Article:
ex-wife, the boyfriend, and a police officer who investigated
the incident. The prosecution also introduced corroborating
Pernell did not testify or present any evidence at trial.
Instead, his counsel argued that although Pernell went to his
ex-wife's home, he did not bring a gun; that Pernell had
consensual sex with his ex-wife; and that the ex-wife and the
boyfriend fabricated the story of the incident. During
opening statements, defense counsel stated that the incident,
as described by the ex-wife and the boyfriend,
"didn't happen" and that the ex-wife and the
boyfriend "concoct[ed] their story to get [Pernell] out
of their lives."
The prosecution's first trial witness was Officer Todd
Gentry, a police officer who spoke with the ex-wife the
morning after the incident and who investigated her complaint
against Pernell. Officer Gentry testified that when he spoke
with the ex-wife, she was "visibly distraught" and
"traumatized from the event that had happened 12 hours
prior." When asked to explain what he meant by
"distraught, " Officer Gentry responded, "she
was afraid, really to the point of probably being terrified.
Her head was down. Her eyes were down." Officer Gentry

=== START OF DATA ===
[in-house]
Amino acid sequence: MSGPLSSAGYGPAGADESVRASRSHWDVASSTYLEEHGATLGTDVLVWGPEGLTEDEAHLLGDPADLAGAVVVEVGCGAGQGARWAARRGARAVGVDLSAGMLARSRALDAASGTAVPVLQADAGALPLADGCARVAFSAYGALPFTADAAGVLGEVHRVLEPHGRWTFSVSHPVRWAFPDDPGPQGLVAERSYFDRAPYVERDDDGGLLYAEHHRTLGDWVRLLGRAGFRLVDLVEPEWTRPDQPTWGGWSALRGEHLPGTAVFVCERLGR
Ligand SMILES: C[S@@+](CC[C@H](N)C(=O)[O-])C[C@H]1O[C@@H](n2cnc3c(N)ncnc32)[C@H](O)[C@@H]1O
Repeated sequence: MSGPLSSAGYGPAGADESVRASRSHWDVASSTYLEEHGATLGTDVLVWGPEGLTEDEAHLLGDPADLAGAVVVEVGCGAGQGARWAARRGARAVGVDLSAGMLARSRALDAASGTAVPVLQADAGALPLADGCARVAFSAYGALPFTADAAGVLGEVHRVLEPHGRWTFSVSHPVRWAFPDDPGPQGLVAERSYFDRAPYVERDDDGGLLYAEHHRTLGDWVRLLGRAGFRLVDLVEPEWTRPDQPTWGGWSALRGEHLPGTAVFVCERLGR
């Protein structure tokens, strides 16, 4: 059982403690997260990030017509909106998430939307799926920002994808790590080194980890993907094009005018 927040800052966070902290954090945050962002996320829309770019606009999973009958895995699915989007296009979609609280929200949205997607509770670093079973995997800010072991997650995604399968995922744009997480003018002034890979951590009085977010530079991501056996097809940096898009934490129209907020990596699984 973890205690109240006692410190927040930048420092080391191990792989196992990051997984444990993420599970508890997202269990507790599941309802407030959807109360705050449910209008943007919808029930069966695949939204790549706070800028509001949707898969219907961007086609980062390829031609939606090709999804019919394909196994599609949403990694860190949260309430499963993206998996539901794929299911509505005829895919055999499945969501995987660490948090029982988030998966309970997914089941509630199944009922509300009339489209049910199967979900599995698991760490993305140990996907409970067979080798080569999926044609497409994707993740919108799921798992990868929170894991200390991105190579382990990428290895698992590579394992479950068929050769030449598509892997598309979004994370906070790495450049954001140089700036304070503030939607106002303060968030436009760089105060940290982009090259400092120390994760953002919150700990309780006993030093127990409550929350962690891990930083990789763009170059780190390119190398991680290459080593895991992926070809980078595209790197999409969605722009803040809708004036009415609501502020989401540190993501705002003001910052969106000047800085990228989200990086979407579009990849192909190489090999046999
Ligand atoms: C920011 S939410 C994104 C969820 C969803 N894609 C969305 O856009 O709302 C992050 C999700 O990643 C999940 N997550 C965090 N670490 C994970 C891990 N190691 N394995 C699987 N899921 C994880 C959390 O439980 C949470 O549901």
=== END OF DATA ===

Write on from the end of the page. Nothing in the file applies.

testified that the ex-wife told him that Pernell came into
her home with a gun; threatened her and the boyfriend at
gunpoint; ordered her into the bedroom after allowing the
boyfriend to leave; forced her to have sexual intercourse
with him; and stopped her from escaping.
Pernell objected to Officer Gentry's testimony regarding
the ex-wife's account of the incident, arguing that her
statements to the officer were inadmissible hearsay. The
trial court overruled the objection, concluding that the
ex-wife's statements to Officer Gentry "just
barely" qualified as excited utterances admissible
pursuant to CRE 803(2) (ostensibly because the officer
testified that the ex-wife appeared to be still under the
stress of the incident when she made the statements twelve
hours later). Defense counsel later moved ...